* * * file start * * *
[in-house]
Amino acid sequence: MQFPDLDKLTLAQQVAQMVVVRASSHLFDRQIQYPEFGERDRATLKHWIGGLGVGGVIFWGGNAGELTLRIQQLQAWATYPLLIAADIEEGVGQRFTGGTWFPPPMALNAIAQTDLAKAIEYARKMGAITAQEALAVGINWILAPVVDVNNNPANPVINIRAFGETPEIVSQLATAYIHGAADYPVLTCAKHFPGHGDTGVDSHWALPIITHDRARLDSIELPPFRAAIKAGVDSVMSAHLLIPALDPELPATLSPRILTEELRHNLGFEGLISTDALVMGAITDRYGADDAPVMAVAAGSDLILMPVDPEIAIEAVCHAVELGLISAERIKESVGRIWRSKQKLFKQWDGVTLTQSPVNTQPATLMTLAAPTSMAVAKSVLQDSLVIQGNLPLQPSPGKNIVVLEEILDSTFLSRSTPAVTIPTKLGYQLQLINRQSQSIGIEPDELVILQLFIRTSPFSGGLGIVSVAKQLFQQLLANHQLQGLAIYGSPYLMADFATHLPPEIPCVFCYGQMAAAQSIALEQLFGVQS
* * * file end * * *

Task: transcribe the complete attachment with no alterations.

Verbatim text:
[in-house]
Amino acid sequence: MQFPDLDKLTLAQQVAQMVVVRASSHLFDRQIQYPEFGERDRATLKHWIGGLGVGGVIFWGGNAGELTLRIQQLQAWATYPLLIAADIEEGVGQRFTGGTWFPPPMALNAIAQTDLAKAIEYARKMGAITAQEALAVGINWILAPVVDVNNNPANPVINIRAFGETPEIVSQLATAYIHGAADYPVLTCAKHFPGHGDTGVDSHWALPIITHDRARLDSIELPPFRAAIKAGVDSVMSAHLLIPALDPELPATLSPRILTEELRHNLGFEGLISTDALVMGAITDRYGADDAPVMAVAAGSDLILMPVDPEIAIEAVCHAVELGLISAERIKESVGRIWRSKQKLFKQWDGVTLTQSPVNTQPATLMTLAAPTSMAVAKSVLQDSLVIQGNLPLQPSPGKNIVVLEEILDSTFLSRSTPAVTIPTKLGYQLQLINRQSQSIGIEPDELVILQLFIRTSPFSGGLGIVSVAKQLFQQLLANHQLQGLAIYGSPYLMADFATHLPPEIPCVFCYGQMAAAQSIALEQLFGVQS